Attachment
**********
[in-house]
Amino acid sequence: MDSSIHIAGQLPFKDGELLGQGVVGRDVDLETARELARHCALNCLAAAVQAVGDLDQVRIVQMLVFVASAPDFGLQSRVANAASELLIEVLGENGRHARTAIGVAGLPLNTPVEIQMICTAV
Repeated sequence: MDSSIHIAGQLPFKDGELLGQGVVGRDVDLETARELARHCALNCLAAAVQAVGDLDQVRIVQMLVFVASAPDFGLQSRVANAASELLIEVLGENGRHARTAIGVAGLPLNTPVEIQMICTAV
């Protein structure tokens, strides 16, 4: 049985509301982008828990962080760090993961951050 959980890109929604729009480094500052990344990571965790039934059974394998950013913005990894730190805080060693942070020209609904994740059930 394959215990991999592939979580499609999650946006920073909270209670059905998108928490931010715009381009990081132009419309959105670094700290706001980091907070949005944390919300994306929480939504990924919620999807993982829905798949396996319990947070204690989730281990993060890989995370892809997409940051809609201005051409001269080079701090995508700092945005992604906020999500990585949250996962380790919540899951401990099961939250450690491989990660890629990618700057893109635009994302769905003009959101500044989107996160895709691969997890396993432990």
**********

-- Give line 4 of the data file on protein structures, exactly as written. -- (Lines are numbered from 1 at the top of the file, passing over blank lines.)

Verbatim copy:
């Protein structure tokens, strides 16, 4: 049985509301982008828990962080760090993961951050 959980890109929604729009480094500052990344990571965790039934059974394998950013913005990894730190805080060693942070020209609904994740059930 394959215990991999592939979580499609999650946006920073909270209670059905998108928490931010715009381009990081132009419309959105670094700290706001980091907070949005944390919300994306929480939504990924919620999807993982829905798949396996319990947070204690989730281990993060890989995370892809997409940051809609201005051409001269080079701090995508700092945005992604906020999500990585949250996962380790919540899951401990099961939250450690491989990660890629990618700057893109635009994302769905003009959101500044989107996160895709691969997890396993432990």